"Marriage should be reserved to relationships between a man and a woman. Only these pairings can produce children. But I do not believe an amendment to the Constitution of the United States is the appropriate answer at this time." – Sen. Kent Conrad, D, N.D.
"I have not gotten to the stage where I'm comfortable in denying the Eucharist," - Cardinal Theodore McCarrick of Washington, D.C.
"Changing the Constitution of the United States of America is a very serious business and should only be used as a last resort." – Sen. Max Baucus, D, Mont.
"I have a deep reverence for our Constitution, and believe it should be amended only when absolutely necessary." – Sen. John Edwards, D, N.C.
"In the nature of the church, the imposition of sanctions is always the final response, not the first response, nor the second nor maybe even the 10th," Bishop Wilton D. Gregory, Belleville, USCCB president
"Our Constitution has traditionally been used to expand rights, not to restrict rights, and I do not support amending it." – Senator Carl Levin, D, Mich.
"I believe that 'marriage' should be reserved to a woman and a man, based on the long tradition and religious context of the institution. But I see no need for a constitutional amendment." – Sen. Bob Graham, D, Fla.
“I’m slightly mystified why this is all coming up now. We’ve had pro-choice Catholic politicians going to Communion since Roe v. Wade,” - Cardinal Mahony, Los Angeles
"Marriage between a man and a woman is an honored social and sacred institution that dates back thousands of years in civilization. It is for this reason that I am opposed to same sex marriages. However, I do not support amending the U.S. Constitution to ban same sex marriage at this time." – Sen. Chuck Hagel, R, Neb.
"Though I oppose gay marriage, I believe a constitutional amendment is neither appropriate nor necessary." – Harry Reid, D, Nev.
“The prophet Isaiah has that wonderful line about peace-making – turning swords into plowshares, spears into pruning hooks… I fear that we are reversing the situation, and taking God’s great gift to our Church and using it as a weapon of divisiveness and destruction... I strongly oppose using Eucharist as a weapon.” - Bishop Skylstad, Spokane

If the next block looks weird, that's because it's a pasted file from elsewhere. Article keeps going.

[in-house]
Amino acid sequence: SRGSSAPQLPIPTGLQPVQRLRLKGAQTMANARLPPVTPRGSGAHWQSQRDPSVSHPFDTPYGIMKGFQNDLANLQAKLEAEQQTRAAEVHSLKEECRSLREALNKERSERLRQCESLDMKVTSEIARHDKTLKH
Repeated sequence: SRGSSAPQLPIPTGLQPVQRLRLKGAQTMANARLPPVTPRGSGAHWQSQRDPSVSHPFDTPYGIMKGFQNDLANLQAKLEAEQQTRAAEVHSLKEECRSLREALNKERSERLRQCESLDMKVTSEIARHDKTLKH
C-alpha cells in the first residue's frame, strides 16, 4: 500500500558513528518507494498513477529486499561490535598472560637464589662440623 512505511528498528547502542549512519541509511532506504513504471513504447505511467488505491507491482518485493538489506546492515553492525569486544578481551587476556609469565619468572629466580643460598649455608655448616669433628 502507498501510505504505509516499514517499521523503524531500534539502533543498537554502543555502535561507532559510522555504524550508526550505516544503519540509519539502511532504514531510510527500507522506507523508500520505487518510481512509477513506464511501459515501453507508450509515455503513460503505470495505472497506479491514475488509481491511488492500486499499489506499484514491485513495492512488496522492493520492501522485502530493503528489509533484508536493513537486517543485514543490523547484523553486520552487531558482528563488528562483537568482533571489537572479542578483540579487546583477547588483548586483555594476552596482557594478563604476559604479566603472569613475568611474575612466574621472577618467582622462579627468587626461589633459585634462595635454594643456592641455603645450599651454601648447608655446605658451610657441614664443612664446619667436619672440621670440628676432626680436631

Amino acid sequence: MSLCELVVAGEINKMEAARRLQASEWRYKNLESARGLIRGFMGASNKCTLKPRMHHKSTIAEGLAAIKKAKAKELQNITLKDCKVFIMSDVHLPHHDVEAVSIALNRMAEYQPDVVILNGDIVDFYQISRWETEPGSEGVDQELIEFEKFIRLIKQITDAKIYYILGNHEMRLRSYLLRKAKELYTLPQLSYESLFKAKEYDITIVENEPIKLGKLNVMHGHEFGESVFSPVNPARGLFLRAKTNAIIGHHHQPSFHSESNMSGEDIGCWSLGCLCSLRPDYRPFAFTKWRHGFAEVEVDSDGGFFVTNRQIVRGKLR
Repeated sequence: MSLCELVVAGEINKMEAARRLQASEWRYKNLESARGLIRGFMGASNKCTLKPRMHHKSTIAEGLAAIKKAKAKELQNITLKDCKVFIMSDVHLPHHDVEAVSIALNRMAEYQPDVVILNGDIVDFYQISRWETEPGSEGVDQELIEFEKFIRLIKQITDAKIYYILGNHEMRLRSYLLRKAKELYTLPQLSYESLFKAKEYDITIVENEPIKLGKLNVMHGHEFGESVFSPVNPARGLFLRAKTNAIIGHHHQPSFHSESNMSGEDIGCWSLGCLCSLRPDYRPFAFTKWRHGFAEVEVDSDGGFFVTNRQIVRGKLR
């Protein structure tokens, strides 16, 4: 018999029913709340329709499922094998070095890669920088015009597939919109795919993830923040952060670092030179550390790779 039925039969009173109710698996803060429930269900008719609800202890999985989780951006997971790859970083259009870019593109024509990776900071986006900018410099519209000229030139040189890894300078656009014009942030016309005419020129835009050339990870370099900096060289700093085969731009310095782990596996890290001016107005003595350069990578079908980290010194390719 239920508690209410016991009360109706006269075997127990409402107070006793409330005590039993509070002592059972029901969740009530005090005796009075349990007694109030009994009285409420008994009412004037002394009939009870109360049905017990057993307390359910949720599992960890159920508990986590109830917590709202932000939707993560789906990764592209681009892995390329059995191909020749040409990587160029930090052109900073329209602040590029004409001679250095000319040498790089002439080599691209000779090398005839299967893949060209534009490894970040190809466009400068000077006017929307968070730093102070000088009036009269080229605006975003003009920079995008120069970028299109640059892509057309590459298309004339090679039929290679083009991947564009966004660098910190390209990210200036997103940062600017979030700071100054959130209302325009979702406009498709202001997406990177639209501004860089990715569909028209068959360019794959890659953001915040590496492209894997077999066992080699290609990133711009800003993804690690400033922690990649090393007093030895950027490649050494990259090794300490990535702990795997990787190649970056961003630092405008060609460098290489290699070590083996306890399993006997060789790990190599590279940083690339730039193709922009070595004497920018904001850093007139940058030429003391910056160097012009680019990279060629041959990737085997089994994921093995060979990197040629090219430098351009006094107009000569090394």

“Beat your plowshares into swords, and your pruning hooks into spears; let the weak man say, ‘I am a warrior!’ ” – Joel 3:10
“[When] the person in question, with obstinate persistence, still presents himself to receive the Holy Eucharist [the minister giving Communion] must refuse to distribute it… This decision properly speaking is not a sanction or a penalty. Nor is the minister of Holy Communion passing judgment on the person's subjective guilt, but rather (he) is reacting to the person's public unworthiness to receive Holy Communion due to an objective situation of sin." – Cardinal Ratzinger, Congregation for the Doctrine of the Faith
"When politicians agree with the church's position on a given issue, they say that the church is prophetic and should be listened to, but if the church's position doesn't coincide with theirs, they scream separation of church and state." -Archbishop O'Malley, Boston
135 of 154 bishops polled felt Eucharist should not be denied to anyone, or if denied, only as a last resort. Only five out of 178 Latin-rite Roman Catholic dioceses in the US have indicated that they will deny prochoice Catholic politicians the Eucharist (Camden, NJ; Colorado Springs, CO; LaCrosse, WI; Lincoln, NE; and St. Louis, MO). These dioceses are following the directives of four bishops: Bishops Bruskewitz, Burke, Galante, and Sheridan. Just 17 bishops have encouraged Catholic policy makers to abstain from communion because of their prochoice position.
- Catholics For a Free Choice poll of all American Latin-rite bishops.
Bishops are consecrated to defend the Eucharist.
Congressmen are sworn to defend the Constitution.
The Constitution is to US politics what the Eucharist is to Catholics.
Thirty-eight Congressmen complain to the USCCB about the possibility of being denied Eucharist. The USCCB complains to the Congress about its failure to add DOMA to the Constitution.
Some say that we can't withhold Eucharist if only because the bishops have not properly instructed the faithful on life issues. Indeed. If that is true, then the bishops really can't expect to win on DOMA, can they, since they haven't properly instructed the faithful on life issues, specifically contraception and its links to homosexuality.
If either side had the backbone to do what they are supposed to do - safeguard the Constitution, safeguard the Eucharist, we wouldn't have these problems. If American bishops had a tradition of sticking to the constant teaching of the Church and always insisting that the Catholic Faith is what informs Constitutional principles, not vice versa, we would not have this problem.
As it is, because American bishops have throughout the history of this country, almost NEVER taught the fullness of the Faith, the high holy of secular America and the High Holy of the Catholic Faith are now both up for grabs. And both discussions revolve around a single issue: the proper place of the Bridegroom in the Wedding Feast.